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One look at Magic Slim’s glowering face on the cover of this CD and it’s clear the big man means business. At age 62, the Magic one shows no signs of mellowing. Snakebite rocks ferociously, thanks in large part to the leader's raw guitar playing.
This is the Teardrops' most diverse effort to date, and all the tracks are passionate. In addition to edgy numbers like the Slim original "Please Don’t Dog Me" and Muddy Waters’ "Country Boy," the album contains a danceable rock ‘n roll cut ("Shake It"), a gritty funk number ("Key to Your Door") and a fiery slide-driven instrumental ("Snakebite"). Seven of the 11 tracks are originals.
Slim’s voice is still as muddy as the Mississippi, and his band remains an imposing force of nature. Slim’s brother Nick Holt plucks the bass, Allen Kirk bangs the skins, and Michael Dotson again proves himself a worthy replacement for John Primer on second guitar. (Dotson also plays and sings lead on the tune "Lonesome Trouble.")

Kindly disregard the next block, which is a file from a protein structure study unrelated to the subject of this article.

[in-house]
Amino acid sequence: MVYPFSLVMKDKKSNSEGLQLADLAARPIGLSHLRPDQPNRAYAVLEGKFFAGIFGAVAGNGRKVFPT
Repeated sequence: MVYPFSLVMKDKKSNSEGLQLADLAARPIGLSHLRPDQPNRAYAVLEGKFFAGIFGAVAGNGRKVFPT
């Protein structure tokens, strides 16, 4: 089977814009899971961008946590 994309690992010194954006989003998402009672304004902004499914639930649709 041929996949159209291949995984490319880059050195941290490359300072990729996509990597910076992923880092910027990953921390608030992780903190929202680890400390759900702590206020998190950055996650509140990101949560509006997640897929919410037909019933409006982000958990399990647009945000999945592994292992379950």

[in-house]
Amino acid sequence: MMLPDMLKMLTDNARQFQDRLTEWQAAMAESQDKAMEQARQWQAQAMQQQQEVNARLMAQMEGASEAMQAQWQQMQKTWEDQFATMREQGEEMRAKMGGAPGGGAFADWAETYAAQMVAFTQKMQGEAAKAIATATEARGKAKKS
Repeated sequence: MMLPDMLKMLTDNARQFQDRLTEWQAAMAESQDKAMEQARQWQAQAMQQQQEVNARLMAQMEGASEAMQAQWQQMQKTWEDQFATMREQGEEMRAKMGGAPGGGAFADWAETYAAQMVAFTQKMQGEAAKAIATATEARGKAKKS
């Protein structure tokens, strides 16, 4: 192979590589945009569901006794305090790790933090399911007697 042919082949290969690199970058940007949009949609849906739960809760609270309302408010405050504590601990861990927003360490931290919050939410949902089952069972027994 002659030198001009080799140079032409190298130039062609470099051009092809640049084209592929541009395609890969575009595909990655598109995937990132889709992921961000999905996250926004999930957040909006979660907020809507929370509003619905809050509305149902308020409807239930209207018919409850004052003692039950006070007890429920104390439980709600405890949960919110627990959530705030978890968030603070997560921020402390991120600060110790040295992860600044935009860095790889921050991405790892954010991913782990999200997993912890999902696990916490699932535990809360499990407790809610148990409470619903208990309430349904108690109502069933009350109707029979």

Slim’s guitar playing is so fetchingly feral, one might not realize he spent countless years perfecting his sound. After an initial stint in Chicago during the late 1950s, Slim returned to his native Mississippi for five years to hone his blues chops. Today his music combines the rough-and-tumble Magic Sam sound (Sam was Slim’s mentor), a house-rocking energy gleaned from Hound Dog Taylor, and a beguiling coarseness that’s straight from the Delta.
If Slim and the Teardrops have a coequal in the parallel universe of rock ‘n roll, that would be Neil Young and Crazyhorse. Both are hard-rocking electric outfits that favor energy over subtlety. Both make music that‘s bracingly unpolished and somehow more honest than most.
Snakebite takes no prisoners. This is hardcore electric blues from a great band.
I love jazz because anything is possible; it has few rules and the best jazz breaks those ones. I prefer free improv because it doesn't really have any rules at all.
I was first exposed to jazz in my teens (in the late sixties).
The first jazz record I bought was Filles de Kilimanjaro by Miles Davis, shortly followed by Extrapolation by John McLaughlin.
My advice to new listeners is to listen as widely as possible and not to make snap judgments--stick with it.